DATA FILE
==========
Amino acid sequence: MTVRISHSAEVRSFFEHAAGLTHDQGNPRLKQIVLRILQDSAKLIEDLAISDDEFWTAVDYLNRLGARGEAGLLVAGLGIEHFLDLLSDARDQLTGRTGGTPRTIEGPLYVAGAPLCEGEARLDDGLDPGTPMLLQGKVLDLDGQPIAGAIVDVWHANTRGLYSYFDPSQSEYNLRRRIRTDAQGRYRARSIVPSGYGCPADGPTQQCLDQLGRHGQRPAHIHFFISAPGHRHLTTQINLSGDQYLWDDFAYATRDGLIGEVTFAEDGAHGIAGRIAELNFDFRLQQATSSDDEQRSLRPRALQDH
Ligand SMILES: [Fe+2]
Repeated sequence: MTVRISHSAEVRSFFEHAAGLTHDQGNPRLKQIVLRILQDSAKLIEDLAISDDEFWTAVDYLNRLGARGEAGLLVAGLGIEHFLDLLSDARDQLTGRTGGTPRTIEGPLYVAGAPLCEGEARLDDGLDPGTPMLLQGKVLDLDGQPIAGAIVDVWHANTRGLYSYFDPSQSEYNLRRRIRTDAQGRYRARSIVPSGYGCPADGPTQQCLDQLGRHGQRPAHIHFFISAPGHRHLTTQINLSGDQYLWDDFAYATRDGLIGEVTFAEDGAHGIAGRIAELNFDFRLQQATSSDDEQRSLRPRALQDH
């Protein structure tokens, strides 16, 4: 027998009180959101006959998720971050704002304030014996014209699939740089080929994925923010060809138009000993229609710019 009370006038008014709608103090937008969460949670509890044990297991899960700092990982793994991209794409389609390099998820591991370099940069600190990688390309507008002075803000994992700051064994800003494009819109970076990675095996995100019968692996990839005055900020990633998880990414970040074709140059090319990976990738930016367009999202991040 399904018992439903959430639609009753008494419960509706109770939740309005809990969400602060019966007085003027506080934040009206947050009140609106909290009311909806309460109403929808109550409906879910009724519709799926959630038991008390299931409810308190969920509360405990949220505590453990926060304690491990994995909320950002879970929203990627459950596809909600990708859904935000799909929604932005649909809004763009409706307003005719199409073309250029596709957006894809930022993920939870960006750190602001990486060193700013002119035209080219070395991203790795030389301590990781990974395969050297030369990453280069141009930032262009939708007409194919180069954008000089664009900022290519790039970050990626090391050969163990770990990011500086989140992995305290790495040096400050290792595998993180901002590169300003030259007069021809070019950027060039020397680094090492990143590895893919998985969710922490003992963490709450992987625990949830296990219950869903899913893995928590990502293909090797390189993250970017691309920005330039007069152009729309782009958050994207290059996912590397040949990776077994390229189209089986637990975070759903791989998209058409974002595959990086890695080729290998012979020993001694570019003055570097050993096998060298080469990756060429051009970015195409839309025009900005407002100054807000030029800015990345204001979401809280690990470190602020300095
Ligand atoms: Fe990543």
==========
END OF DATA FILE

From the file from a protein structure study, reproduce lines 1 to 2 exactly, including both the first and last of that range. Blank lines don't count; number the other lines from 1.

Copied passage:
Amino acid sequence: MTVRISHSAEVRSFFEHAAGLTHDQGNPRLKQIVLRILQDSAKLIEDLAISDDEFWTAVDYLNRLGARGEAGLLVAGLGIEHFLDLLSDARDQLTGRTGGTPRTIEGPLYVAGAPLCEGEARLDDGLDPGTPMLLQGKVLDLDGQPIAGAIVDVWHANTRGLYSYFDPSQSEYNLRRRIRTDAQGRYRARSIVPSGYGCPADGPTQQCLDQLGRHGQRPAHIHFFISAPGHRHLTTQINLSGDQYLWDDFAYATRDGLIGEVTFAEDGAHGIAGRIAELNFDFRLQQATSSDDEQRSLRPRALQDH
Ligand SMILES: [Fe+2]